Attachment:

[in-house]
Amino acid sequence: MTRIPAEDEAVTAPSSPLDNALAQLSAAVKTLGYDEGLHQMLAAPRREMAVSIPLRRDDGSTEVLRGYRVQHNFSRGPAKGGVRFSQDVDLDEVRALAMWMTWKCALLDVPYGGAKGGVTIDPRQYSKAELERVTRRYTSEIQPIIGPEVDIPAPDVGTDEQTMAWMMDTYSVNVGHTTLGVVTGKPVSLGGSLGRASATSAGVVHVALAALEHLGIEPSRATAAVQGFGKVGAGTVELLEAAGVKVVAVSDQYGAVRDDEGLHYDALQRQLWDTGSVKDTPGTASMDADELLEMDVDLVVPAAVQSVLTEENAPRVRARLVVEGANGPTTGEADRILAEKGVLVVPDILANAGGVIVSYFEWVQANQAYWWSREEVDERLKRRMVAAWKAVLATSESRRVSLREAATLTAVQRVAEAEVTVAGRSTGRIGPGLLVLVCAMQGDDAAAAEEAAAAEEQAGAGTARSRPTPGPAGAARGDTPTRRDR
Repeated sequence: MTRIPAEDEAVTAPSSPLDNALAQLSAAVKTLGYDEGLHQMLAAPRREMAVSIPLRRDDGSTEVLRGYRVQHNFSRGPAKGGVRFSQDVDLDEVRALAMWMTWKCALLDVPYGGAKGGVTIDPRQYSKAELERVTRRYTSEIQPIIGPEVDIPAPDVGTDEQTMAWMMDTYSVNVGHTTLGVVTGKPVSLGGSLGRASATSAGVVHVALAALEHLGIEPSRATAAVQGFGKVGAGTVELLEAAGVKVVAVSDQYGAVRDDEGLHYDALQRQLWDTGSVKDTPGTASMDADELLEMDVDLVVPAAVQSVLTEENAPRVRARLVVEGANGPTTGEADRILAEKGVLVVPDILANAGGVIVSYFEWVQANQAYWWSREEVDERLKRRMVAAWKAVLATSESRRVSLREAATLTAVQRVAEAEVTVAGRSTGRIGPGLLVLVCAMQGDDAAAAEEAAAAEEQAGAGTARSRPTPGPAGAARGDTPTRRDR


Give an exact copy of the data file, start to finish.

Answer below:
[in-house]
Amino acid sequence: MTRIPAEDEAVTAPSSPLDNALAQLSAAVKTLGYDEGLHQMLAAPRREMAVSIPLRRDDGSTEVLRGYRVQHNFSRGPAKGGVRFSQDVDLDEVRALAMWMTWKCALLDVPYGGAKGGVTIDPRQYSKAELERVTRRYTSEIQPIIGPEVDIPAPDVGTDEQTMAWMMDTYSVNVGHTTLGVVTGKPVSLGGSLGRASATSAGVVHVALAALEHLGIEPSRATAAVQGFGKVGAGTVELLEAAGVKVVAVSDQYGAVRDDEGLHYDALQRQLWDTGSVKDTPGTASMDADELLEMDVDLVVPAAVQSVLTEENAPRVRARLVVEGANGPTTGEADRILAEKGVLVVPDILANAGGVIVSYFEWVQANQAYWWSREEVDERLKRRMVAAWKAVLATSESRRVSLREAATLTAVQRVAEAEVTVAGRSTGRIGPGLLVLVCAMQGDDAAAAEEAAAAEEQAGAGTARSRPTPGPAGAARGDTPTRRDR
Repeated sequence: MTRIPAEDEAVTAPSSPLDNALAQLSAAVKTLGYDEGLHQMLAAPRREMAVSIPLRRDDGSTEVLRGYRVQHNFSRGPAKGGVRFSQDVDLDEVRALAMWMTWKCALLDVPYGGAKGGVTIDPRQYSKAELERVTRRYTSEIQPIIGPEVDIPAPDVGTDEQTMAWMMDTYSVNVGHTTLGVVTGKPVSLGGSLGRASATSAGVVHVALAALEHLGIEPSRATAAVQGFGKVGAGTVELLEAAGVKVVAVSDQYGAVRDDEGLHYDALQRQLWDTGSVKDTPGTASMDADELLEMDVDLVVPAAVQSVLTEENAPRVRARLVVEGANGPTTGEADRILAEKGVLVVPDILANAGGVIVSYFEWVQANQAYWWSREEVDERLKRRMVAAWKAVLATSESRRVSLREAATLTAVQRVAEAEVTVAGRSTGRIGPGLLVLVCAMQGDDAAAAEEAAAAEEQAGAGTARSRPTPGPAGAARGDTPTRRDR